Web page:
Amazon River

The Amazon River near the Iquitos, Peru. Photo credit: Christian Vinces

Dec 15, 2016 • Amy Hudson Pickens is a remote sensing scientist at the University of Maryland College Park. On Thursday evening at #AGU16, she gave a talk on her Landsat-based surface water research. Here is what she shared with us:

Presentation Title
Mapping the Dynamics of Surface Water Extent 1999-2015 with Landsat 5, 7, and 8 Archives

What are the major findings of this research?
This study shows how much surface water extent varies in space and time through the past 17 years. Based on the entire Landsat record 1999 – 2015, the developed maps highlight the interannual dynamics, how those dynamics differ depending on the season tracked, and seasonal dynamics. We can clearly see the surface water area increase in the Tibetan Plateau, the new islands formed in the Bay of Bengal, and the seasonal inundation of paddy fields in the Mekong Delta.

What are the implications of your findings?
We need to address changing water landscapes to protect human and ecological health. Landscapes dependent on water are facing unreliable access. Additionally, it is clear that in order to get an accurate understanding of water dynamics across a landscape we need to we need to take into account multiple transitions.

There are many landscapes that become wetter for a few years and then return to a drier state for the duration of the period or vice versa and many with much more frequent oscillations back and forth, which can have very different impacts, e.g. on human water withdrawals or wetland ecosystems. If we force these dynamics into one-way transitions or flatten them to percent occurrence, we weaken our ability to meet these needs.

What insight did you gain from Landsat that would have been impossible to glean otherwise?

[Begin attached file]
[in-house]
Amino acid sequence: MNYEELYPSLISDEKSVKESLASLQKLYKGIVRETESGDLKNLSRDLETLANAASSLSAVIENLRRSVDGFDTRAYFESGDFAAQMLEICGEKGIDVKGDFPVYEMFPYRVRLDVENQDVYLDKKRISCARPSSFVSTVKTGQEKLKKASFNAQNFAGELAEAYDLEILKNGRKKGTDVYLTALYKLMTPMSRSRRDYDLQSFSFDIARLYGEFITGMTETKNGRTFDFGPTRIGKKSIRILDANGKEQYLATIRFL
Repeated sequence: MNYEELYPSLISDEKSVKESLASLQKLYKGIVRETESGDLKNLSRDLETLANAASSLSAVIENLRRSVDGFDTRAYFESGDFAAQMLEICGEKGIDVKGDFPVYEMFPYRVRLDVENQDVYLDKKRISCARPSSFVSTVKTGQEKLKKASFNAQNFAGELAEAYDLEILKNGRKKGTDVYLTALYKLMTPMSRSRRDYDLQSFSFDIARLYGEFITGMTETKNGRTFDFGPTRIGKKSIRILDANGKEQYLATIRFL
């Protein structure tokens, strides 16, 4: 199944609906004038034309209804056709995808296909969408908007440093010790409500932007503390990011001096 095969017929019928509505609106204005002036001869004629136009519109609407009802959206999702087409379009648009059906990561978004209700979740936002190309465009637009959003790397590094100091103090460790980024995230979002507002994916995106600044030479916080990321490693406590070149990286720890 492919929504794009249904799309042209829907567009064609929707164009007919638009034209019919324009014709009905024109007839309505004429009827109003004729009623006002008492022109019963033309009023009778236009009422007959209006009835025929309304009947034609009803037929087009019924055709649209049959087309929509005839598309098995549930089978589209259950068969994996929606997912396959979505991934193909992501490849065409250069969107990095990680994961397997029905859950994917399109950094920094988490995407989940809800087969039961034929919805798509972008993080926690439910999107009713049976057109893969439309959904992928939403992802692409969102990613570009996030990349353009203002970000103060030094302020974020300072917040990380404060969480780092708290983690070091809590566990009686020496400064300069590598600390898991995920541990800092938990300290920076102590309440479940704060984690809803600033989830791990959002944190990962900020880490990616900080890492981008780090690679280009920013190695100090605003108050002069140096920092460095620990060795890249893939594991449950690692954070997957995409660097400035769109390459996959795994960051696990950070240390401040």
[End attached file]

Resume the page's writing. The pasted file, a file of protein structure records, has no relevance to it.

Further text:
The Landsat program provides the longest global satellite record and has frequent revisit rate. This allows us to track surface water presence both seasonally and through the years, and give an accurate picture of where surface water is present for a given time period. It’s 30m resolution allows us to map the dynamics of small rivers and lakes.

What are some of the key potential future applications of this work?
With a temporal data density of every month since January 1999 and a spatial resolution of 30m this data set will allow in-depth hydrologic, geographic, and ecologic studies at global and local scales. All of the developed maps could be used to assess the impact on a watershed of irrigation diversion or paddy land expansion, or the effects of temperature and precipitation shifts on local and global scales.

water dynamics map river confluence

The interannual surface water dynamics map highlights the shifting channels where the Marañón River and the Ucayali River join to form the Amazon River. Image credit: Pickens et al.

Co-authors:

Matthew Hansen
University of Maryland

Matthew Hancher
Google

Peter Potapov
University of Maryland College Park

 
Anyone can freely download Landsat data from the USGS EarthExplorer or LandsatLook.

Further Reading:
+ Tracking Global Surface Water Dynamics with Landsat, Amy’s #AGU15 Q&A
+ Landsat Abounds at #AGU16